Casablanca (Classic Film Pick)
Although it was made in 1942, "Casablanca" is still the greatest romantic drama ever made. The obsessive longing and regret that Humphrey Bogart's Rick and Ingrid Bergman's Ilsa feel for one another is magnified by the relentless social conditions that they find themselves in when fate brings them together after many years apart. World War II Casablanca is a dangerous place for an ex-patriate American, and even more so for the girl of a French Resistance Freedom Fighter (Paul Henreid's Victor Laszlo). Casablanca is the exotic location where a separated couple of dyed-in-the-wool lovers can reinvent their overpowering mutual love should they so choose, unless Rick, an apparent apolitical cynic, opts to sacrifice their once-in-a-lifetime chance in the name of a greater human cause. Such is the nature of director Michael Curtiz's film that features remarkable performances from Peter Lorre, Sydney Greenstreet, and Claude Rains. Broken into three clearly defined acts--the script was based on a stage play--and beautifully filmed with noir-inflected shadows by the great cinematographer Arthur Edeson ("The Maltese Falcon"), "Casablanca" has a way of refreshing itself the more times you view it. Between the heavily layered visual image systems at work, and the crisscrossing elements of social unrest and suppressed emotion, lies a movie that captures romantic lightening in a bottle. It doesn't hurt that Bogart and Bergman come together like flash paper to flame. The bitter sweetness of love never looked, or sounded, so good.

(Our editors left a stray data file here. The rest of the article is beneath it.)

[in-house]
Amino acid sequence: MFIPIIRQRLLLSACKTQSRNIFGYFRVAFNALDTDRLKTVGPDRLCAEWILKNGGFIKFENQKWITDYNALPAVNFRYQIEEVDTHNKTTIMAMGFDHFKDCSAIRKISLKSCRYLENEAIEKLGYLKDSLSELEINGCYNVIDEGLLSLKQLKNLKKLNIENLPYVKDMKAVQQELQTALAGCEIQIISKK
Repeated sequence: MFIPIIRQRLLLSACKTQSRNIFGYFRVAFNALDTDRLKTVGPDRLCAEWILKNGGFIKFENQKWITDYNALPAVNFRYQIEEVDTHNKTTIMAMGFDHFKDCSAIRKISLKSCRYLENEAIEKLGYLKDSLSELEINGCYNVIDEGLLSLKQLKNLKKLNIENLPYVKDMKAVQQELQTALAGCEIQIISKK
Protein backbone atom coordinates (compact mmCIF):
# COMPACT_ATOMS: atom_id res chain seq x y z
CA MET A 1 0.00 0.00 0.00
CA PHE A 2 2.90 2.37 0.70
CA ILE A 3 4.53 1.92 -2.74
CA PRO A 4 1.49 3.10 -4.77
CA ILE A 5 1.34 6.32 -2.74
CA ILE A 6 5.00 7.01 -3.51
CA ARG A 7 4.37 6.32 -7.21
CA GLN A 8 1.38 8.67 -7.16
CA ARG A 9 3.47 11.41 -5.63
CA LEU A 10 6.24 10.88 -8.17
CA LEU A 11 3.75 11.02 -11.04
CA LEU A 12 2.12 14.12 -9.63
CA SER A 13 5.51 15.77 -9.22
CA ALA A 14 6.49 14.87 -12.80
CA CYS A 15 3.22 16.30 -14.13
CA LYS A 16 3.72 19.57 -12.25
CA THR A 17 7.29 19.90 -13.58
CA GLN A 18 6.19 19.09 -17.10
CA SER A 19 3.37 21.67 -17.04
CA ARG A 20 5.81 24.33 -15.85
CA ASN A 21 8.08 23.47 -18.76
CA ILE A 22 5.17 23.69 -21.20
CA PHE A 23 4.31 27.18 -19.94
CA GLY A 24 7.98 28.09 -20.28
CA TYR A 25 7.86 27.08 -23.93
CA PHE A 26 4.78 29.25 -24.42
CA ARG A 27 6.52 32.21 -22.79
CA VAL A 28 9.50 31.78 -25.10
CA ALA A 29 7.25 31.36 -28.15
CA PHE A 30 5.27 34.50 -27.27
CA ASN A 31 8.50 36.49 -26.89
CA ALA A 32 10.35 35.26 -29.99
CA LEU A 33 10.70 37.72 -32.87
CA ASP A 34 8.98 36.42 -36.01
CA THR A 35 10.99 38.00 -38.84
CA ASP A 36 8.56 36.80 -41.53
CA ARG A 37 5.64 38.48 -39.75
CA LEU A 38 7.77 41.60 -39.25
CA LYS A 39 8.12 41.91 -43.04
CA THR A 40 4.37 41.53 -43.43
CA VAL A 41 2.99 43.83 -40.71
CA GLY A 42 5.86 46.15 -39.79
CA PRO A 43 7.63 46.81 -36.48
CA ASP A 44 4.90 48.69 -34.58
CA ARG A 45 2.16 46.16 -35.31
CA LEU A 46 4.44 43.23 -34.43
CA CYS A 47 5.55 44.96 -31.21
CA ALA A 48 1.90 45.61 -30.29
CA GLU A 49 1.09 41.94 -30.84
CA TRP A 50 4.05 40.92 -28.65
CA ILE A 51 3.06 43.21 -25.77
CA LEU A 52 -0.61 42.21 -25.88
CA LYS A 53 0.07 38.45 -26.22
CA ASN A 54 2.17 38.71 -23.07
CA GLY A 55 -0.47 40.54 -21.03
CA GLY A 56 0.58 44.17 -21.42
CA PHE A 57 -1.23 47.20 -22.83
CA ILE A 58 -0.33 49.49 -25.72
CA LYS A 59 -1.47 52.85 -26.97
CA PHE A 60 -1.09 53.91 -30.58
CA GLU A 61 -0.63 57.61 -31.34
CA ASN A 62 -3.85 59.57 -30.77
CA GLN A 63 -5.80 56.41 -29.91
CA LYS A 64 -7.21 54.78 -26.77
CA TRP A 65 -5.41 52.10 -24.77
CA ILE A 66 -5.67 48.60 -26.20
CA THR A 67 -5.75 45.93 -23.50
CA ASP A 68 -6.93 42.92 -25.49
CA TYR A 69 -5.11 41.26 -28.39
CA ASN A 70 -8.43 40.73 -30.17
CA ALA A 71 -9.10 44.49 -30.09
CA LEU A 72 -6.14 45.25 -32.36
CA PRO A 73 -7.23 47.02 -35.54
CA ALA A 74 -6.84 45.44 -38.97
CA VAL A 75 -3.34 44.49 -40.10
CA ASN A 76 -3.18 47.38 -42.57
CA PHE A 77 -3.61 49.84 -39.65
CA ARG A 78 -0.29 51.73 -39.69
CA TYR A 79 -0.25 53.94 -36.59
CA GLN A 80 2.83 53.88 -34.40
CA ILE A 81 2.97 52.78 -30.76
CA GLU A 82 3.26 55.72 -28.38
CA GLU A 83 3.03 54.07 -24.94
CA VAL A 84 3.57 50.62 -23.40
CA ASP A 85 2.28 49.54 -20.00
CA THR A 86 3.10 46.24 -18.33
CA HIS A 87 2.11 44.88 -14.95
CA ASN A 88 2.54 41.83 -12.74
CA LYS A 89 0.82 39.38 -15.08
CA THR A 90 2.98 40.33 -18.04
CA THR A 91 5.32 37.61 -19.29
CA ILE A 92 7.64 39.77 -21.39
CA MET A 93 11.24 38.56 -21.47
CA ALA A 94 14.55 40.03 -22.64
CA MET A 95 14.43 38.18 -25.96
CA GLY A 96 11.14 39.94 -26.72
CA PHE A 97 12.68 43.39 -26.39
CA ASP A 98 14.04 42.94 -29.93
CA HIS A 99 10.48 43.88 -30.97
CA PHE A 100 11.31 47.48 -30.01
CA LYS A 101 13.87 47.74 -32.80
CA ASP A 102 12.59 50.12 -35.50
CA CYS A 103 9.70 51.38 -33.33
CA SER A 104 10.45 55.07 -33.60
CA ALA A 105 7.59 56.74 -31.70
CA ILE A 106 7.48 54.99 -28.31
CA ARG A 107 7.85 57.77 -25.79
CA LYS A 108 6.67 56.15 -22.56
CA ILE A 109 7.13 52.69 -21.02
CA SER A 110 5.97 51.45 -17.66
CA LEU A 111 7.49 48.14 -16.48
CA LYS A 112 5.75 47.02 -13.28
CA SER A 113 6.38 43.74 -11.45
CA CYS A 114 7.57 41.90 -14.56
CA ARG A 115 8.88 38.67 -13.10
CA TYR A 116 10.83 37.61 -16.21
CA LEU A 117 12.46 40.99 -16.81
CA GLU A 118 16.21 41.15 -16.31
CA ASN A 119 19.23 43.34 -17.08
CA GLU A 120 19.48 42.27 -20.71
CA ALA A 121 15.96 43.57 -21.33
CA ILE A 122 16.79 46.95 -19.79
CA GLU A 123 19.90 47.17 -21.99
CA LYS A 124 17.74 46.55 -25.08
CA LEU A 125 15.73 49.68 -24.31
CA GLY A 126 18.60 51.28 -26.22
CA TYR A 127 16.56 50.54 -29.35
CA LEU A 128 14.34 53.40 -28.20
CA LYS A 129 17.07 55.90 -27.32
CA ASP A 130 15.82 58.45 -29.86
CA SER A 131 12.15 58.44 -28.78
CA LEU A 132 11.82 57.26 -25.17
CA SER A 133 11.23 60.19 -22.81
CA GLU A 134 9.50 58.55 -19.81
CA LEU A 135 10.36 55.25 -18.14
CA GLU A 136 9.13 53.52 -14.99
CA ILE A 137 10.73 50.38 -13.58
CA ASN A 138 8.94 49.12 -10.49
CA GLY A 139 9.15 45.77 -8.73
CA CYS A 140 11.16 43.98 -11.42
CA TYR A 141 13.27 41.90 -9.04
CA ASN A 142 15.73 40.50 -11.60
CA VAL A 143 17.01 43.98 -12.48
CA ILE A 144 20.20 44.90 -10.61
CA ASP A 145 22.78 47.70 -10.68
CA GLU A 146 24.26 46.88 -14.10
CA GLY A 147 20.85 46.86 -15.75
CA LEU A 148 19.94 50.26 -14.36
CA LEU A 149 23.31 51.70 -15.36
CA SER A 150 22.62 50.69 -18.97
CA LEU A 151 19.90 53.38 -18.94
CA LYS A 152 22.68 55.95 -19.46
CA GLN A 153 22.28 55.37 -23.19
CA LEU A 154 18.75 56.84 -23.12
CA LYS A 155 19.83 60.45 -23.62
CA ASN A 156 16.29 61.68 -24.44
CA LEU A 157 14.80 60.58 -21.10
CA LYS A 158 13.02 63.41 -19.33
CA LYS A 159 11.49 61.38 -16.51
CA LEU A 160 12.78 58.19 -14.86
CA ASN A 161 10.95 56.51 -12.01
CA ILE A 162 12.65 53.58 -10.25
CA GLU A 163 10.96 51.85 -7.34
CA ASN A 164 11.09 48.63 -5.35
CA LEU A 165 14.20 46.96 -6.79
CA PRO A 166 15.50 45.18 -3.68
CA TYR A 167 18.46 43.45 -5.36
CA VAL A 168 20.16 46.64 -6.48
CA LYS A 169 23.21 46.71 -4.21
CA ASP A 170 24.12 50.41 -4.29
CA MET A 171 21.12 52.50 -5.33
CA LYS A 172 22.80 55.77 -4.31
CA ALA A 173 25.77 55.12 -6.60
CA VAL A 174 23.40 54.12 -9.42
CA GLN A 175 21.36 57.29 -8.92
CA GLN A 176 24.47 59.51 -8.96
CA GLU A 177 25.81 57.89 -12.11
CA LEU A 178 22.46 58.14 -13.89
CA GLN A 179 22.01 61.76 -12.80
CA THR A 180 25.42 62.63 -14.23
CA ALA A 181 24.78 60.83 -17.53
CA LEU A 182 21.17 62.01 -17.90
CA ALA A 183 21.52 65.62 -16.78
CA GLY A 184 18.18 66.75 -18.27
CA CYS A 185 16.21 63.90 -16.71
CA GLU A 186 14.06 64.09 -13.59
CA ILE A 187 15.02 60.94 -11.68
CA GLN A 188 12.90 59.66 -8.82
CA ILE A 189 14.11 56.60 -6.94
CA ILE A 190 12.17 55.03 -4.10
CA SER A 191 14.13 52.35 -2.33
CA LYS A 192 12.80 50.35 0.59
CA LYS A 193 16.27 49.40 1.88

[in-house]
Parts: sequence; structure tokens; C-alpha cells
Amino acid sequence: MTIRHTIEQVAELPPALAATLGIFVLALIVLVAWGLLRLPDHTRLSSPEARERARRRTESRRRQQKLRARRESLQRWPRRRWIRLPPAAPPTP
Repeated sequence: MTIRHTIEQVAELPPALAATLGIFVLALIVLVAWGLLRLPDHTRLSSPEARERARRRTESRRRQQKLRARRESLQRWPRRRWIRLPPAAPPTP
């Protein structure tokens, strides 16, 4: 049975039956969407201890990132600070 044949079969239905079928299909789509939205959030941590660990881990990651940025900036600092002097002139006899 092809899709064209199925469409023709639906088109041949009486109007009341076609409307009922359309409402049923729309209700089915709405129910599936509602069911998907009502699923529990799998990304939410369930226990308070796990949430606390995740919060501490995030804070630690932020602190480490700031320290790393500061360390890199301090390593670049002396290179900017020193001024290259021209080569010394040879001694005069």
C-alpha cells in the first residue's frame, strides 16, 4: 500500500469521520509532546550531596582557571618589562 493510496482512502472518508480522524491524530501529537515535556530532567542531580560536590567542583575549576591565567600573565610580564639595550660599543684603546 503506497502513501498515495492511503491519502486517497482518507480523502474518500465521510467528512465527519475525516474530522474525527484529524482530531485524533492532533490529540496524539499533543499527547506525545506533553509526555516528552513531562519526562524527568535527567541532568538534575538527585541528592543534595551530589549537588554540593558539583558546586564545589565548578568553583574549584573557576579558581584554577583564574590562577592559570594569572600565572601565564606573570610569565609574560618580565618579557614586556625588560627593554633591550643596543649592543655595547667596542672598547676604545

Rated PG. 102 mins. (A+) (Five Stars)
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